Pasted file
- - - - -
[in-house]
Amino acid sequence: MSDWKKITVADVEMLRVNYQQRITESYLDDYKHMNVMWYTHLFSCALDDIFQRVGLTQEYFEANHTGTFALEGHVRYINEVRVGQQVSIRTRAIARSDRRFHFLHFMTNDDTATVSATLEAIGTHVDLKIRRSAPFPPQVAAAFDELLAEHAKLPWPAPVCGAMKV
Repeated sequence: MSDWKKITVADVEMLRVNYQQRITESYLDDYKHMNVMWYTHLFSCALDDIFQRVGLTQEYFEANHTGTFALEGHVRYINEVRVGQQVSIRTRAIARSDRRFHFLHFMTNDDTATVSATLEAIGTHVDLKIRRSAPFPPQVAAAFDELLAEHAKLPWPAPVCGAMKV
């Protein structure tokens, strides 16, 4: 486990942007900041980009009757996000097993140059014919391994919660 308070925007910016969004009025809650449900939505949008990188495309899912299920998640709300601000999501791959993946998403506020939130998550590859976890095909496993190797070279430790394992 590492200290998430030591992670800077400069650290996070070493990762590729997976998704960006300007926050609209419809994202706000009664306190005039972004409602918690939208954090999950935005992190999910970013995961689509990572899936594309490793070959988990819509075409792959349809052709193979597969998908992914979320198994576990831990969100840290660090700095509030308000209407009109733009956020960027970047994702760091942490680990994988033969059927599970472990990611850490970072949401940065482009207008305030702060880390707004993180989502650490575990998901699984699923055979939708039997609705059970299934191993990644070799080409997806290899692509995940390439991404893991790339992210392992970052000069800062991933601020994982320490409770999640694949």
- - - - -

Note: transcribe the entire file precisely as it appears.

[in-house]
Amino acid sequence: MSDWKKITVADVEMLRVNYQQRITESYLDDYKHMNVMWYTHLFSCALDDIFQRVGLTQEYFEANHTGTFALEGHVRYINEVRVGQQVSIRTRAIARSDRRFHFLHFMTNDDTATVSATLEAIGTHVDLKIRRSAPFPPQVAAAFDELLAEHAKLPWPAPVCGAMKV
Repeated sequence: MSDWKKITVADVEMLRVNYQQRITESYLDDYKHMNVMWYTHLFSCALDDIFQRVGLTQEYFEANHTGTFALEGHVRYINEVRVGQQVSIRTRAIARSDRRFHFLHFMTNDDTATVSATLEAIGTHVDLKIRRSAPFPPQVAAAFDELLAEHAKLPWPAPVCGAMKV
């Protein structure tokens, strides 16, 4: 486990942007900041980009009757996000097993140059014919391994919660 308070925007910016969004009025809650449900939505949008990188495309899912299920998640709300601000999501791959993946998403506020939130998550590859976890095909496993190797070279430790394992 590492200290998430030591992670800077400069650290996070070493990762590729997976998704960006300007926050609209419809994202706000009664306190005039972004409602918690939208954090999950935005992190999910970013995961689509990572899936594309490793070959988990819509075409792959349809052709193979597969998908992914979320198994576990831990969100840290660090700095509030308000209407009109733009956020960027970047994702760091942490680990994988033969059927599970472990990611850490970072949401940065482009207008305030702060880390707004993180989502650490575990998901699984699923055979939708039997609705059970299934191993990644070799080409997806290899692509995940390439991404893991790339992210392992970052000069800062991933601020994982320490409770999640694949």